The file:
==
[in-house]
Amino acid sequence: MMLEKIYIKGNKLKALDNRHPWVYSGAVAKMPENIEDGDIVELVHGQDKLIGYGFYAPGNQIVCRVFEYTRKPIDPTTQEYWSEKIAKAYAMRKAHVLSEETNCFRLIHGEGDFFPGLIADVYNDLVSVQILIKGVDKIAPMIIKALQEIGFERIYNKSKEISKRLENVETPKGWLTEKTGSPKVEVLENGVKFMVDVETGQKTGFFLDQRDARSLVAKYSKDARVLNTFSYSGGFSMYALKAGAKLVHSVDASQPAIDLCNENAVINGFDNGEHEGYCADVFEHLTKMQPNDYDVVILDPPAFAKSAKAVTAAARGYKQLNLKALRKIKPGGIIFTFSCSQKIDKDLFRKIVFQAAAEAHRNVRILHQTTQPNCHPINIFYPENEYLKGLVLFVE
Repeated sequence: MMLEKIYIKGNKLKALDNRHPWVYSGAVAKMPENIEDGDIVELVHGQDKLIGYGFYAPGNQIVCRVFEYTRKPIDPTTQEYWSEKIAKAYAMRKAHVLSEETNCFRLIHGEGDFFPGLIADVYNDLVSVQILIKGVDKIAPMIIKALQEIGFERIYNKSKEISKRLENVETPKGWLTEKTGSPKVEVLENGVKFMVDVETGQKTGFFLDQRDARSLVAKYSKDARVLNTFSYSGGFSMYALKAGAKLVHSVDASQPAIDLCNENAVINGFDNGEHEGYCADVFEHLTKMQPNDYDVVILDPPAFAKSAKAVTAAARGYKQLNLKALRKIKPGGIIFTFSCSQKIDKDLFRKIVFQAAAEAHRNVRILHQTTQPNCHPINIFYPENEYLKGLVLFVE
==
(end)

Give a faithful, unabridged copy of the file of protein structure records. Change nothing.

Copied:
[in-house]
Amino acid sequence: MMLEKIYIKGNKLKALDNRHPWVYSGAVAKMPENIEDGDIVELVHGQDKLIGYGFYAPGNQIVCRVFEYTRKPIDPTTQEYWSEKIAKAYAMRKAHVLSEETNCFRLIHGEGDFFPGLIADVYNDLVSVQILIKGVDKIAPMIIKALQEIGFERIYNKSKEISKRLENVETPKGWLTEKTGSPKVEVLENGVKFMVDVETGQKTGFFLDQRDARSLVAKYSKDARVLNTFSYSGGFSMYALKAGAKLVHSVDASQPAIDLCNENAVINGFDNGEHEGYCADVFEHLTKMQPNDYDVVILDPPAFAKSAKAVTAAARGYKQLNLKALRKIKPGGIIFTFSCSQKIDKDLFRKIVFQAAAEAHRNVRILHQTTQPNCHPINIFYPENEYLKGLVLFVE
Repeated sequence: MMLEKIYIKGNKLKALDNRHPWVYSGAVAKMPENIEDGDIVELVHGQDKLIGYGFYAPGNQIVCRVFEYTRKPIDPTTQEYWSEKIAKAYAMRKAHVLSEETNCFRLIHGEGDFFPGLIADVYNDLVSVQILIKGVDKIAPMIIKALQEIGFERIYNKSKEISKRLENVETPKGWLTEKTGSPKVEVLENGVKFMVDVETGQKTGFFLDQRDARSLVAKYSKDARVLNTFSYSGGFSMYALKAGAKLVHSVDASQPAIDLCNENAVINGFDNGEHEGYCADVFEHLTKMQPNDYDVVILDPPAFAKSAKAVTAAARGYKQLNLKALRKIKPGGIIFTFSCSQKIDKDLFRKIVFQAAAEAHRNVRILHQTTQPNCHPINIFYPENEYLKGLVLFVE